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Much research has been undertaken to understand the relative influences of a variety of conditions and contexts on the success of college students in general. Relatively less work has been done, however, to understand such influences for Latino students and even fewer empirical studies exist concentrating on the undocumented college student experience. What research does exist has largely centered on more traditionally acknowledged factors, but as Wentzel (2005) identifies, it is also “feasible that social competence with peers leads to academic accomplishments, either because interactions with peers facilitate intellectual development or because social or cultural norms communicated by peers define the nature of task competence” (pp. 285-286). As such, one understudied but necessary source of influence and support that could prove essential to the undocumented student’s success and retention then is relationships with like-minded college peers (Dennis, Phinney, & Chauteco, 2005; Di, 2012).

This dissertation examined the type of relationships and the role of peer relationships in the college experiences of undocumented Latino college students. This qualitative case study of 4 undocumented students at a Research I University in the Southwest utilized data collected from semi-structured interviews to seek to understand how and in what ways peers contributed to their college experiences.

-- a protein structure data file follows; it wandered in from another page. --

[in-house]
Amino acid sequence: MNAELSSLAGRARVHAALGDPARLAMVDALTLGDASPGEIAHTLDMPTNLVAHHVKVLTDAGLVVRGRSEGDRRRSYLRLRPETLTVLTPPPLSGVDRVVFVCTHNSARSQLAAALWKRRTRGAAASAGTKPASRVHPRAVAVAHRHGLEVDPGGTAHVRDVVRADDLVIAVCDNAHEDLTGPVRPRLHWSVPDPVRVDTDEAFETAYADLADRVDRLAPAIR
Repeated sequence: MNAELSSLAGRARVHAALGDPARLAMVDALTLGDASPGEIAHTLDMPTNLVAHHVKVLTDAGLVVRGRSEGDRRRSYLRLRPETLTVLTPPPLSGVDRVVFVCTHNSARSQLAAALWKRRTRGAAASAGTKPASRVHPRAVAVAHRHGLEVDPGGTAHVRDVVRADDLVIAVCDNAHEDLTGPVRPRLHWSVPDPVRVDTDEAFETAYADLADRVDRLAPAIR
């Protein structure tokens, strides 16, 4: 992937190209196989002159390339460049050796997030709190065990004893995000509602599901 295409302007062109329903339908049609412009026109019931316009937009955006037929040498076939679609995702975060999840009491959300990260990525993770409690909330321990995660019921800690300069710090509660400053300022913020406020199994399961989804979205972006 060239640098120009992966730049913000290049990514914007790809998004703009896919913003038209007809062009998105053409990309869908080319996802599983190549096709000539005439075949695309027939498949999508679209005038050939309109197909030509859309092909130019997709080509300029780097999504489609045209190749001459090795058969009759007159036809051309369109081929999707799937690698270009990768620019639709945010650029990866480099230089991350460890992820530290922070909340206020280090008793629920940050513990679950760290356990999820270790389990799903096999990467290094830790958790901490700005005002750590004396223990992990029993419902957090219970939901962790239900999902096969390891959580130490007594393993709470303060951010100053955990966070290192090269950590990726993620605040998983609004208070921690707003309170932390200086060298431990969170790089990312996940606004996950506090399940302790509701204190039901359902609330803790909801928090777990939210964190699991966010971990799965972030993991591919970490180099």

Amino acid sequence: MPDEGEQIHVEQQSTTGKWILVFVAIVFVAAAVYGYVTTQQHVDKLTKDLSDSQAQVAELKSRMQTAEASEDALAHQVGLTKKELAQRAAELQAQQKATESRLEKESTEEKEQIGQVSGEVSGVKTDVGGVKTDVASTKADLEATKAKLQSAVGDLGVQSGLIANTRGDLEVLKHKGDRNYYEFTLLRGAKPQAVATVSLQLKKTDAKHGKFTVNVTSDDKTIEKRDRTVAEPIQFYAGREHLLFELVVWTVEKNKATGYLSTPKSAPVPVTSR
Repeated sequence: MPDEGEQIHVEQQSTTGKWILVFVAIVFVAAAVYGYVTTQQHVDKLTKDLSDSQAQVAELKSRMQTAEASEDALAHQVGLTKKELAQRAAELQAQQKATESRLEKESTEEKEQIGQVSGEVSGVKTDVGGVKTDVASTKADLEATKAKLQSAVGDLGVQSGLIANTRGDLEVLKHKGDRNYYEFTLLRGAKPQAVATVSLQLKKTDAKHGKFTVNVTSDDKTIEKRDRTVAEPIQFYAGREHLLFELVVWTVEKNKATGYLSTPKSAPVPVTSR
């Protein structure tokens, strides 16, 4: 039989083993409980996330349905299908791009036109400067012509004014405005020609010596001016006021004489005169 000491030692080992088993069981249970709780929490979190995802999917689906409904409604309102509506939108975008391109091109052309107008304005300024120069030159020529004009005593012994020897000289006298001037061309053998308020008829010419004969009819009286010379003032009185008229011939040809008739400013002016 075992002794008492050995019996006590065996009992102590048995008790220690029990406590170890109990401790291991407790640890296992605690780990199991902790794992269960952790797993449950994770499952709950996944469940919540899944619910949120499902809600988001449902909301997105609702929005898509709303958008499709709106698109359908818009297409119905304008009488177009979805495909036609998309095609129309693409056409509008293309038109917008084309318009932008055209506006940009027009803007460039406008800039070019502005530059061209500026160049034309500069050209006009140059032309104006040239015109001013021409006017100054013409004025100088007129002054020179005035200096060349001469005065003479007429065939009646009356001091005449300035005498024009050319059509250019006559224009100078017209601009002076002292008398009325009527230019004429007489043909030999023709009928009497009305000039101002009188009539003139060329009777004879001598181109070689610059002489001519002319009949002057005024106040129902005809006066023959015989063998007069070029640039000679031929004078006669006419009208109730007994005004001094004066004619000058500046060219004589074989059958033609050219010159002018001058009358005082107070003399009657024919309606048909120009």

The literature explained that there are influences on students’ college experiences, including peer relationships, but the effect on undocumented students is less well known. Coding analysis was used to identify themes. The themes were disappointment, support and connection, disconnection, Astin’s I-E-O model, home environment, family influence and generation in the United States, perceived status and privilege, ethnic identity, in-state tuition policies and Deferred Action for Childhood Arrivals, and peer relationships. Within peer relationships the identified themes were providing information, emotional support, access granting and helping relationships. Identification of those themes gave the basis for the hypothesis that positive peer relationships could be beneficial to undocumented Latino college students. Peer relationships had a connection that solidified the importance of this aspect of college student experiences to each theme.

Excluding the work of Perez and Cortes (2011), there is little to no literature that directly connects peer relationships, undocumented college students, and college experiences. Due to this oversight, this study sought to begin the discussion that may help to fill that gap. The findings of this study may help college administration to understand an aspect of undocumented Latino college student success that goes beyond the classroom. Instituting programs that intentionally facilitate more peer interaction may provide the necessary environment for positive peer relationships to be developed.



Ethnic identity, In-state resident tuition, Latinos, Peer relationships, Social support, Tier one universities, Undocumented